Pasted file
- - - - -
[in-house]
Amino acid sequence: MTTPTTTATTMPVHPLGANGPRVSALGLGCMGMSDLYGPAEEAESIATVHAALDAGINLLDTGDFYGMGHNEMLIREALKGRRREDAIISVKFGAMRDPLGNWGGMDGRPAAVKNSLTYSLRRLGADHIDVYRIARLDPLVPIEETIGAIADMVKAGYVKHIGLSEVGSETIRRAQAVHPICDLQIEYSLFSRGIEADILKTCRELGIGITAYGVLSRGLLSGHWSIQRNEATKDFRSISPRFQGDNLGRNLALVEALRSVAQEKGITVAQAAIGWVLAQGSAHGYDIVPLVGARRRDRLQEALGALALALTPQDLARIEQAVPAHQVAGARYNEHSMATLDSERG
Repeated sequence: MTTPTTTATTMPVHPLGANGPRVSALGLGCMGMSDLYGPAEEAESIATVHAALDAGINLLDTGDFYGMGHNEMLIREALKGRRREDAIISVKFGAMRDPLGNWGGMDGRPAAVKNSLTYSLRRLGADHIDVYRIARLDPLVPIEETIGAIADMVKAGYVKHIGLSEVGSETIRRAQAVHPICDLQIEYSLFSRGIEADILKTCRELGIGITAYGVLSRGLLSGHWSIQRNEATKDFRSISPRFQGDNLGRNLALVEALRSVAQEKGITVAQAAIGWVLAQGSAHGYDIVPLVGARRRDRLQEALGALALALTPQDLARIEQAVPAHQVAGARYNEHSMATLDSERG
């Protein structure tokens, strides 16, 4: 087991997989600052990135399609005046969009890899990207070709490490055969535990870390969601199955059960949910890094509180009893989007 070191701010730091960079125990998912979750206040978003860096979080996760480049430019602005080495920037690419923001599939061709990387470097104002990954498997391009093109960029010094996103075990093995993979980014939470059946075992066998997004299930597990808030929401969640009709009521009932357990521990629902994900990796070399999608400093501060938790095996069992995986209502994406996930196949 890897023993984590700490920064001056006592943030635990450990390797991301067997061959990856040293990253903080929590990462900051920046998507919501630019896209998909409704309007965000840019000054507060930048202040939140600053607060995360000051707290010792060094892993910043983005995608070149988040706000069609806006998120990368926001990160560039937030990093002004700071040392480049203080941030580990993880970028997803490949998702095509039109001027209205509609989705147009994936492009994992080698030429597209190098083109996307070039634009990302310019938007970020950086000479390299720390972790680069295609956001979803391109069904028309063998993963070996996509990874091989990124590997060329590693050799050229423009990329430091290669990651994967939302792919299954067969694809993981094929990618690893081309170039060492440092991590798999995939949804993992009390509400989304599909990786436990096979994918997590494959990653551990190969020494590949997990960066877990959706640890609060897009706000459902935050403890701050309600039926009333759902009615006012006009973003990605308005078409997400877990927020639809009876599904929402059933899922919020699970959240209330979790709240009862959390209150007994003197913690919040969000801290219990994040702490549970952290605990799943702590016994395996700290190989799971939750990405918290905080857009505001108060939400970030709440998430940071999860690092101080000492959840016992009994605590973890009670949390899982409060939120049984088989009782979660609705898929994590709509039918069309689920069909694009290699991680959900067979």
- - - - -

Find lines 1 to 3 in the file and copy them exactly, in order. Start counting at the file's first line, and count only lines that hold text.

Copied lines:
[in-house]
Amino acid sequence: MTTPTTTATTMPVHPLGANGPRVSALGLGCMGMSDLYGPAEEAESIATVHAALDAGINLLDTGDFYGMGHNEMLIREALKGRRREDAIISVKFGAMRDPLGNWGGMDGRPAAVKNSLTYSLRRLGADHIDVYRIARLDPLVPIEETIGAIADMVKAGYVKHIGLSEVGSETIRRAQAVHPICDLQIEYSLFSRGIEADILKTCRELGIGITAYGVLSRGLLSGHWSIQRNEATKDFRSISPRFQGDNLGRNLALVEALRSVAQEKGITVAQAAIGWVLAQGSAHGYDIVPLVGARRRDRLQEALGALALALTPQDLARIEQAVPAHQVAGARYNEHSMATLDSERG
Repeated sequence: MTTPTTTATTMPVHPLGANGPRVSALGLGCMGMSDLYGPAEEAESIATVHAALDAGINLLDTGDFYGMGHNEMLIREALKGRRREDAIISVKFGAMRDPLGNWGGMDGRPAAVKNSLTYSLRRLGADHIDVYRIARLDPLVPIEETIGAIADMVKAGYVKHIGLSEVGSETIRRAQAVHPICDLQIEYSLFSRGIEADILKTCRELGIGITAYGVLSRGLLSGHWSIQRNEATKDFRSISPRFQGDNLGRNLALVEALRSVAQEKGITVAQAAIGWVLAQGSAHGYDIVPLVGARRRDRLQEALGALALALTPQDLARIEQAVPAHQVAGARYNEHSMATLDSERG